So, what's the deal with the default?
Q. Let's start with the basics - what is the debt ceiling?
A. Since World War I, Congress has been setting a legal limit on the amount that the federal government can borrow (ironically, it was supposed to make life easier for the Treasury, because Congress wouldn't have to vote separately each time it issued war bonds).
The current limit of $16.7 trillion was set after a congressional showdown in August 2011. Treasury officials say they've been juggling obligations since May but they're out of tricks on Thursday, D-Day for default.
Q. That doesn't sound exactly like "a debt ceiling."
A. You're right - many experts say it's a misnomer and the limit should be called a "payment ceiling." Congress and the government already spent the money, but what the Treasury needs is an OK to actually pay the bills.
Q. Wasn't raising the debt ceiling once routine?
A. For the most part. Just since 1960, Congress has voted to raise or amend the ceiling some 79 times, and 49 of those votes took place when a Republican was in the White House.
Occasionally, passage has appeared at risk because of legislative gridlock on Capitol Hill. One such episode, in 1983, caused the then-occupant of 1600 Pennsylvania Ave. to voice alarm. "The full consequences of a default - or even the serious prospect of default - by the United States are impossible to predict and awesome to contemplate," wrote the president, Ronald Reagan.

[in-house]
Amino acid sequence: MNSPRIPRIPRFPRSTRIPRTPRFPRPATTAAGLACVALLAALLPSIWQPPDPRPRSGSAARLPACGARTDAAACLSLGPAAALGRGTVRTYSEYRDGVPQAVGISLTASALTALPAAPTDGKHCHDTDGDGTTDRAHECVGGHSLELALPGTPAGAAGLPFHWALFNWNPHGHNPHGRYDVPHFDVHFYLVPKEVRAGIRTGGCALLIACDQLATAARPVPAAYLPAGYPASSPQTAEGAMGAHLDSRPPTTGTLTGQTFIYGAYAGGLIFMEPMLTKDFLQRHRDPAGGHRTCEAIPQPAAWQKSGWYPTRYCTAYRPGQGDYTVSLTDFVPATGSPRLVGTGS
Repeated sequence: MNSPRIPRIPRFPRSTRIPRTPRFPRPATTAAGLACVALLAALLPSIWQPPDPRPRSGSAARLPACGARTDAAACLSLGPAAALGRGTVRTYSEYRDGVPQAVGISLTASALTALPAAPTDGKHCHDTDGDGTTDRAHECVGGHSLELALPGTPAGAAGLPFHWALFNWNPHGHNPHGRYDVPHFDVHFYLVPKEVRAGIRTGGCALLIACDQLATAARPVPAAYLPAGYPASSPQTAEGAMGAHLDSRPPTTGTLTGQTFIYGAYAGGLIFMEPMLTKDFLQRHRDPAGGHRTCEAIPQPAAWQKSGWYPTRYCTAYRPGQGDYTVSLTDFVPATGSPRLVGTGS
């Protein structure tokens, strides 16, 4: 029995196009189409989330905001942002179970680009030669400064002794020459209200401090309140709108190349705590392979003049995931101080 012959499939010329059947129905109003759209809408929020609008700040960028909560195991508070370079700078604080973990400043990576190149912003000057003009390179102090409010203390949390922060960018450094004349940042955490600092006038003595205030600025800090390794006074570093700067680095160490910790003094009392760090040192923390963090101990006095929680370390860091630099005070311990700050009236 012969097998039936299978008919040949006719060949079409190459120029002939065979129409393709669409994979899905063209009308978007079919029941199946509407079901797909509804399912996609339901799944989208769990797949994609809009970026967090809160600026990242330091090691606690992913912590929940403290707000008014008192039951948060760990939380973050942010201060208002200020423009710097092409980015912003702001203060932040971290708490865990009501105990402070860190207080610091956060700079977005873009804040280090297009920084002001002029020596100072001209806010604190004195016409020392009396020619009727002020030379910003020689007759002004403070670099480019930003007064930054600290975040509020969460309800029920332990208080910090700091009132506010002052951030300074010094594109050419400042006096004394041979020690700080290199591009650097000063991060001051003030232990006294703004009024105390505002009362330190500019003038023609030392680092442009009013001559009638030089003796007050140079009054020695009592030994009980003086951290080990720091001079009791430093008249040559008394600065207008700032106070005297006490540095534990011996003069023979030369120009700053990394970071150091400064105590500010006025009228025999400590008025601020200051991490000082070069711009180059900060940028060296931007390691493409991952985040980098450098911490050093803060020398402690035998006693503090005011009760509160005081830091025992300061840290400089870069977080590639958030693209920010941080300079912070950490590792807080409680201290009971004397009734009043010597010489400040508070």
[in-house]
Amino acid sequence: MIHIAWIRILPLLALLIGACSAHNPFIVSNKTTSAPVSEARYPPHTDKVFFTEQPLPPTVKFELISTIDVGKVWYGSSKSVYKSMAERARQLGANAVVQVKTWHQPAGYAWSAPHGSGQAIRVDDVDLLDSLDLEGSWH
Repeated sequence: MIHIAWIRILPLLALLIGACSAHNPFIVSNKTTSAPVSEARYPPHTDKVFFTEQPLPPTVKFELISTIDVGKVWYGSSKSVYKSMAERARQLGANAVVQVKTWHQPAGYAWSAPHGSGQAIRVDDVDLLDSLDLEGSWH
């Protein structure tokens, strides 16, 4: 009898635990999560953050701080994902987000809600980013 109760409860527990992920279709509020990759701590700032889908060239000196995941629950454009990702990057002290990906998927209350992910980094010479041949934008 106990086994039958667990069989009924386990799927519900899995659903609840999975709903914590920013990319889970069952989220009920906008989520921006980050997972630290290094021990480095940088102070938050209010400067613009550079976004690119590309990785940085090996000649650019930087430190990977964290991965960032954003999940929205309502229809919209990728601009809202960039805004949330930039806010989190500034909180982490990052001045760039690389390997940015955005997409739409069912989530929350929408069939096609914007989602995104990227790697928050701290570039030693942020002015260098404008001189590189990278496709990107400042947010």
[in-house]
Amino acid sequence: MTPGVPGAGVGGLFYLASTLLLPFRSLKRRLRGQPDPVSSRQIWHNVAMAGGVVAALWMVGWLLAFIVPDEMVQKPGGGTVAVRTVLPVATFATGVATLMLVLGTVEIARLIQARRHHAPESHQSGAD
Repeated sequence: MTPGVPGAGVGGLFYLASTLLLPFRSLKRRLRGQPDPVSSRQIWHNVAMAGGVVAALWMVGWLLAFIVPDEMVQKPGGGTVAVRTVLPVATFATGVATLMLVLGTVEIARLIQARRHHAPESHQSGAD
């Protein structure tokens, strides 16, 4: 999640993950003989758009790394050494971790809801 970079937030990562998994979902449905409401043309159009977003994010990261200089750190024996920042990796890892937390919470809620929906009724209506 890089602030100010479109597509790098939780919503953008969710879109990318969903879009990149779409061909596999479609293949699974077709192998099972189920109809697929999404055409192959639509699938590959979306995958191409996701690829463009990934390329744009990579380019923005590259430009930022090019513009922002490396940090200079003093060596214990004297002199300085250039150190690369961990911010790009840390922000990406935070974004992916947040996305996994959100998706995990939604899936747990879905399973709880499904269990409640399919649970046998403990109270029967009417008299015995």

Q. But I heard some Republican congressman on TV saying that default wouldn't be so bad.
A. He's probably wrong. Default would likely be devastating - in several ways. First of all, U.S. Treasuries have long been considered the rock of the global economy, which is why China and so many other foreign investors snap them up - thus keeping interest rates low.
Default would wreck the underpinning of that bond market and cause rates to rise. Because debt repayments are a big and growing part of the U.S. budget, the higher rates would mean taxpayers would squander billions of dollars on unnecessary interest payments that could have gone toward things like fixing bridges or cancer research. Private borrowing like mortgages and car loans might also get more expensive. And default would hasten the decline of the U.S. dollar.
The other impact would be that government spending would be even more sharply curtailed than it's already been during the partial shutdown. Treasury has estimated that cuts just in the first month could total $108 billion, or 32 percent of spending - which could throw the fragile U.S. economy back into a recession.
Q. Has this happened before?
A. Yes - in 1814, after British troops burned down the White House, a slightly different scenario from anything we face today. In 1979 there was a "technical default" when some payments went out late after Congress raised the limit too close to the deadline - a blunder that cost an estimated $12 billion because of a subsequent rise in interest rates.
On Twitter: @Will_Bunch